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Tuesday, June 15, 2010

1 Question Blog Tour: Lauren Baratz-Logsted

Everyone please welcome Lauren Baratz-Logsted, author of The Education of Bet. Thank you so much for including me in your one question blog tour! I look forward to reading it. :)

Lauren grew up in Monroe, CT, where her father owned a drugstore at which her mother was the pharmacist. She is a graduate of the University of Connecticut at Storrs, where she majored in psychology. She also has what she calls her “half-Masters” in English from Western Connecticut State University (five courses down, another five to go…someday!). Throughout college, she worked semester breaks as a doughnut salesperson, a job that she swears gave her white lung disease from all the powdered sugar she breathed. Upon graduation, she began work at the venerable independent spacebookseller, now sadly defunct as such, Klein’s of Westport. There, she bought and sold for the better part of 11 years. In November 1994, Lauren left the bookstore to finally take a chance on herself as a writer. Success did not happen over night. Between 1994 and May 2002 – when Red Dress Ink called with an offer to buy THE THIN PINK LINE – Lauren worked as a book reviewer, a freelance editor and writer, and a window washer, making her arguably the only woman in the world who has ever both hosted a book signing party and washed the windows of the late best-selling novelist Robert Ludlum. Since Red Dress Ink’s call in 2002, Lauren has been kept very busy with writing more novels and checking her Amazon ranking on a daily basis. She still lives in Danbury, with her husband and daughter, where she has lived since 1991.

For more info on Lauren, visit her site(s):

Books by Lauren:
Crazy Beautiful
Angel's Choice
Secrets of my Suburban Life
The Education of Bet
The Twin's Daughter (Coming out on August 31, 2010)

For more books go here: GoodReads

The Education of Bet by Lauren Baratz-Logsted
Genre: Young Adult Fiction
Publisher: Houghton Mifflin Books for Children
Pages: 192

Summary: When Will and Bet were four, tragic circumstances brought them to the same house, to be raised by a wealthy gentleman as brother and sister. Now sixteen, they’ve both enjoyed a privileged upbringing thus far. But not all is well in their household. Because she’s a girl, Bet’s world is contained within the walls of their grand home, her education limited to the rudiments of reading, writing, arithmetic, and sewing. Will’s world is much larger. He is allowed—forced, in his case—to go to school. Neither is happy. So Bet comes up with a plan and persuades Will to give it a try: They’ll switch places. She’ll go to school as Will. Will can live as he chooses. But once Bet gets to school, she soon realizes living as a boy is going to be much more difficult than she imagined.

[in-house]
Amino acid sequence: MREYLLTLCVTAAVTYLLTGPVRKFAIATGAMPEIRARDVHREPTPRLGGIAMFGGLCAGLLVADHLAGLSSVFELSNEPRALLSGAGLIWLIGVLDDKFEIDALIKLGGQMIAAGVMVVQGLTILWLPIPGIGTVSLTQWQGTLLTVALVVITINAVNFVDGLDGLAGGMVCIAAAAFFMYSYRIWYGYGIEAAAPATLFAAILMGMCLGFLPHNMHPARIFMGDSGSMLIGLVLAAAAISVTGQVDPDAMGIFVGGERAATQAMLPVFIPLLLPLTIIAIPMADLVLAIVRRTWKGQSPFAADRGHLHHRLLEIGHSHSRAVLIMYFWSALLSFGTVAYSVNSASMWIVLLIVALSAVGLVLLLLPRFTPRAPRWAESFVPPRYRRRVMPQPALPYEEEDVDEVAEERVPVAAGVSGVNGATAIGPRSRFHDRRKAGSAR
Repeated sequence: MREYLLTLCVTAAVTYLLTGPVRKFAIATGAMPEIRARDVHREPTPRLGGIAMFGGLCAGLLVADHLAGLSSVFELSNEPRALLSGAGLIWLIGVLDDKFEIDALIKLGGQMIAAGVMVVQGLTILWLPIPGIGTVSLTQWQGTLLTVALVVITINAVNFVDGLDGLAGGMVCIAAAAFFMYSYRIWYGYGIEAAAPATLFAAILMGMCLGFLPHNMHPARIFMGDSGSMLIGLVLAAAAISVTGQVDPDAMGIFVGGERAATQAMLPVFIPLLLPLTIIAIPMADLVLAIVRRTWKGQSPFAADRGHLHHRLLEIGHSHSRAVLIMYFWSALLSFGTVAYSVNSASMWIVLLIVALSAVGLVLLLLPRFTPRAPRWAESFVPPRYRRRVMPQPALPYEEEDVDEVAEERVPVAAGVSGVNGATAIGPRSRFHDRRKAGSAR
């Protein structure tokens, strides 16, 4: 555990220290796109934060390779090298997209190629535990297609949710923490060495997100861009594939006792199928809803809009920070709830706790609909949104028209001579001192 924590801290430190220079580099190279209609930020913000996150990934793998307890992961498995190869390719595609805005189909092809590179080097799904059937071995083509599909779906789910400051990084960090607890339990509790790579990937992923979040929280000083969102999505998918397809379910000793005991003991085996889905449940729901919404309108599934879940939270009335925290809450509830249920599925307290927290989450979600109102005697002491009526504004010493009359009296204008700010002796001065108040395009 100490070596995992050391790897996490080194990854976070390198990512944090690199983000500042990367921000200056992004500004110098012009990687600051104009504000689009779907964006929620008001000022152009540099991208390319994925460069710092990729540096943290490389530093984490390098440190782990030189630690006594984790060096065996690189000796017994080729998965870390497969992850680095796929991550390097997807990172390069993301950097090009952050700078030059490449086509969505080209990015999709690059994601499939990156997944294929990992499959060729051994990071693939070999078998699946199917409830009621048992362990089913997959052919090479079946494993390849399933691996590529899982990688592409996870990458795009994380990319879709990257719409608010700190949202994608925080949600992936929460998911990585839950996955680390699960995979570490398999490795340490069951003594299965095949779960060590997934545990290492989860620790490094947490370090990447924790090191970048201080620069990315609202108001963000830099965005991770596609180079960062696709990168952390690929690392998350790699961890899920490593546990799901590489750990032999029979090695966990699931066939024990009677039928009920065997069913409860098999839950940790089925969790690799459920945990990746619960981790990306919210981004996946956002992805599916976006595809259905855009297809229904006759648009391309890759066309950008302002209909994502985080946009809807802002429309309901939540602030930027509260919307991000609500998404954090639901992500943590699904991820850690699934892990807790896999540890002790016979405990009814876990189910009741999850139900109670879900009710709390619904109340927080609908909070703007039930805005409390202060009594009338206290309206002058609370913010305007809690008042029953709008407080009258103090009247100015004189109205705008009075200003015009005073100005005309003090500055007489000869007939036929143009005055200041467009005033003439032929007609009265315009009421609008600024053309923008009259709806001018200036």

Now Available in Bookstores!

One Question Guest Post:

In your latest YA, The Education of Bet, the female protagonist Bet, decides to disguise herself as a boy in order experience education outside her home. As a female yourself, if you were in the same predicament would you take a chance like her? Or would you follow the norm and deal with the limited education provided?

LBL: If I were in Bet's shoes I'd like to think that I would absolutely go to extraordinary lengths to achieve a good education. I come from a long line of women who don't accept the idea of being confined to conventional boxes. My mother was a pharmacy major back in the '40s when that was a very unusual thing for a woman to be. For myself, while I haven't necessarily had to fight career battles having to do with gender, I did used to be quite the pool shark and thought nothing against shooting in tournaments against big guys who clearly thought they could whip "the little lady." Finally, education is just so important. Like I tell my daughter and her friends: Get all the education you can and make the most of the education you get, because that will give you more choices in life. So, impersonate a guy in order to get a proper education? Hey, if that's what it takes...


Jenn (Books At Midnight) said...

Haha, cute question! I don't even want to think about what my parents would do if I didn't get an education... have a heart attack most likely... Definitely can't wait for The Education of Bet! :)

Super said...

I've given you an award! Check it out here:

Alyssa Kirk @ Teens Read and Write said...

Sounds like a fun book and great question! I would do just about anything for an education too!

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